In 2014, a shooting revealed the existence of the conspiratorial group to the public when 2 men were arrested after the Criminal Police Office of the Federal Land of Thüringer found them in possession of 35 kilograms of marijuana.
This resulted in the Federal Criminal Police Office, together with six other state police departments, setting up the Fight Against Thieves in Law Project, also known as Fatil.
The Federal Intelligence Service and Europol also got involved and the report on Fatil concluded that Armenian mafia really exists in Germany, possesses considerable financial resources together with other criminal groups from the former Soviet Union, and poses a threat to the law.
The French Gendarmerie have also discovered criminal activities in various towns throughout the region. From cigarette smuggling and extortion to money laundering, 21 suspects were arrested in recent years where cash, cigarettes, raw tobacco and weapons were seized.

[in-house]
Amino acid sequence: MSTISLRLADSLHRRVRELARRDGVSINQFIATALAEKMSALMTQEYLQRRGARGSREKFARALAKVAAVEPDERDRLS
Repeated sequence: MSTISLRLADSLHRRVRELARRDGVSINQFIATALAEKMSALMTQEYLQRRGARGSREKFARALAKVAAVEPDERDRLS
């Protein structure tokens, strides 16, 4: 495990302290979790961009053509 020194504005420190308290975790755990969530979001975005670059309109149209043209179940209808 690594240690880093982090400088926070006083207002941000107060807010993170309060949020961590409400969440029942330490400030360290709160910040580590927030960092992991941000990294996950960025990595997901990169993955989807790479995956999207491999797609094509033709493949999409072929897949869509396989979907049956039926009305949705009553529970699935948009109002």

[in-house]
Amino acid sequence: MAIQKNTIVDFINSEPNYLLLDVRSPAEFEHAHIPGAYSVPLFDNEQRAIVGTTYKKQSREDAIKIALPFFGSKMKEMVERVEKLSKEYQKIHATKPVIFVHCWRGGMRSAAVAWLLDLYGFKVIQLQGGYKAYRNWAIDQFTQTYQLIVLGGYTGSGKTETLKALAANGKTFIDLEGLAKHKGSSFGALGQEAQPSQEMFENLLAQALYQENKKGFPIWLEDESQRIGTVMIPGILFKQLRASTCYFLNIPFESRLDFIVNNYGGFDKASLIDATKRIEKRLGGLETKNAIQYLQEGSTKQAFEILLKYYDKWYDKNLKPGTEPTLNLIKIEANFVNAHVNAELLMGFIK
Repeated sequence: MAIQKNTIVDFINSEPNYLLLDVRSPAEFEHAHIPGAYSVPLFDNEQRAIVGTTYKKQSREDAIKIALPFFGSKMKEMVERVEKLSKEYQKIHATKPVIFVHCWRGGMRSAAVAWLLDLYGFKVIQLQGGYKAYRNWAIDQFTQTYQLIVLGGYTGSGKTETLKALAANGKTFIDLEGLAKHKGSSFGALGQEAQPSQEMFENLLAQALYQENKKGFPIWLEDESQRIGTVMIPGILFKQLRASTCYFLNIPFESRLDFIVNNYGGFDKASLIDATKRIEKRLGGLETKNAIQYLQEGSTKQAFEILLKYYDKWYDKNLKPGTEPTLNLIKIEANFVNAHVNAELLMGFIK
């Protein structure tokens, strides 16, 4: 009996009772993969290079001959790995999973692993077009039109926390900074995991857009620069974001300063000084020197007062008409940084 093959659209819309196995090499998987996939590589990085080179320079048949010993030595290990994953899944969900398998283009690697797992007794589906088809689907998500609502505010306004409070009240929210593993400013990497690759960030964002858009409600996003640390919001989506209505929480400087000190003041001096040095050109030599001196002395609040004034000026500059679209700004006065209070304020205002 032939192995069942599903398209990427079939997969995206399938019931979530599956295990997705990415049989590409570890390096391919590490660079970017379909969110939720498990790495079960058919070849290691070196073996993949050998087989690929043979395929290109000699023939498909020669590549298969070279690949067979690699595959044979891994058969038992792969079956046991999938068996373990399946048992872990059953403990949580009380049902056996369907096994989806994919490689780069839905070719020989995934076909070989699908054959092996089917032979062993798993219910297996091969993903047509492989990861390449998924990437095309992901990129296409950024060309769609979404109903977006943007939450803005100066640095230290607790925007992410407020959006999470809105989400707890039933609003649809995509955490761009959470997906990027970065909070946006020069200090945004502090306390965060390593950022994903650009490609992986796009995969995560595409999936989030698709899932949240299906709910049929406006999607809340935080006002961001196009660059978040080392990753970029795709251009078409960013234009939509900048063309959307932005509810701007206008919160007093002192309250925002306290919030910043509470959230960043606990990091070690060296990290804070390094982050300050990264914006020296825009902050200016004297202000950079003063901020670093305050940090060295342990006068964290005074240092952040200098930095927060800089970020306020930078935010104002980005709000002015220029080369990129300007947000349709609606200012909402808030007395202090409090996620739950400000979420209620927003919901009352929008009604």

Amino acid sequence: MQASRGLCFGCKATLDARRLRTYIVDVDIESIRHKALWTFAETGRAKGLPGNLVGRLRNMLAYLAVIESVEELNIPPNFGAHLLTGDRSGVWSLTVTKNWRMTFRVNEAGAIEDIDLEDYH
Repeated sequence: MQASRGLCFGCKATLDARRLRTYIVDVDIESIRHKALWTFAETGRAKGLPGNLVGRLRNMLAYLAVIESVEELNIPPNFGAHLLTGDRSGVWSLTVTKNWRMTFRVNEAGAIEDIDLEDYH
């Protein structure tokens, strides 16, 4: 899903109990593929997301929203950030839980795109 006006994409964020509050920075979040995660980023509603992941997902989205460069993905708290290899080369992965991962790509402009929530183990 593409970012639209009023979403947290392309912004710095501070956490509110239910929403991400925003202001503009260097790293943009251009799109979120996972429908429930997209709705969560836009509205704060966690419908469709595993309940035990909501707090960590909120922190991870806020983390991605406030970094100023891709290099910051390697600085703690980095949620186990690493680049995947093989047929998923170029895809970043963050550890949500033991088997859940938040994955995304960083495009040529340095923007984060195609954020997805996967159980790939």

Just 800 kilometers away, 15 people were detained by Spain’s Civil Guard on charges of tennis match-fixing where 50 electronic devices, credit cards, luxury vehicles and documentation related to the case were found.
And in 2018, National Police of Spain arrested 129 people from a Armenian criminal organization, and carried out 74 house searches. Among the criminals arrested were seven suspects, who were involved in drug trafficking, arms trade, tobacco smuggling, money laundering, corruption in sports bookmaking, and other property crimes committed throughout Europe.
The suspects had close ties with tennis, beach volleyball, basketball, and hockey players who were bribed to fix at least 20 sport matches.
The Azerbaijani mafia is widely known for drug trafficking, mainly heroin throughout Russia, but they have quickly expanded on their mandate to include everything from fraud and extortion to prostitution and contract killing.